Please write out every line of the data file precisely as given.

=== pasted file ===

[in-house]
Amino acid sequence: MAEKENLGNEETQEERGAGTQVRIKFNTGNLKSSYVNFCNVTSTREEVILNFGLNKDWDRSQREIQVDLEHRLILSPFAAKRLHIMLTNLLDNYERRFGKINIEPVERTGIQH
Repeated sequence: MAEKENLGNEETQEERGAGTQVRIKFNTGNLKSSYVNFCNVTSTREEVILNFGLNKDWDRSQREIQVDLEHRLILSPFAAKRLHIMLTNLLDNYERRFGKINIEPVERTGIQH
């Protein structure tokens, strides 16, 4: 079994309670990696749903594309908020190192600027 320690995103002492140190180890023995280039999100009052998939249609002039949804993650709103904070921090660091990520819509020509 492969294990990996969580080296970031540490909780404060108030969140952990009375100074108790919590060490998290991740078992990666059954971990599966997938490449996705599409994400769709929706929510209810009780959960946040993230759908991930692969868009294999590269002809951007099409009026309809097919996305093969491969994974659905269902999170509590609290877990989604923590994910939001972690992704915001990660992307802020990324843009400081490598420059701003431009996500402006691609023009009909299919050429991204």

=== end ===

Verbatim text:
[in-house]
Amino acid sequence: MAEKENLGNEETQEERGAGTQVRIKFNTGNLKSSYVNFCNVTSTREEVILNFGLNKDWDRSQREIQVDLEHRLILSPFAAKRLHIMLTNLLDNYERRFGKINIEPVERTGIQH
Repeated sequence: MAEKENLGNEETQEERGAGTQVRIKFNTGNLKSSYVNFCNVTSTREEVILNFGLNKDWDRSQREIQVDLEHRLILSPFAAKRLHIMLTNLLDNYERRFGKINIEPVERTGIQH
């Protein structure tokens, strides 16, 4: 079994309670990696749903594309908020190192600027 320690995103002492140190180890023995280039999100009052998939249609002039949804993650709103904070921090660091990520819509020509 492969294990990996969580080296970031540490909780404060108030969140952990009375100074108790919590060490998290991740078992990666059954971990599966997938490449996705599409994400769709929706929510209810009780959960946040993230759908991930692969868009294999590269002809951007099409009026309809097919996305093969491969994974659905269902999170509590609290877990989604923590994910939001972690992704915001990660992307802020990324843009400081490598420059701003431009996500402006691609023009009909299919050429991204």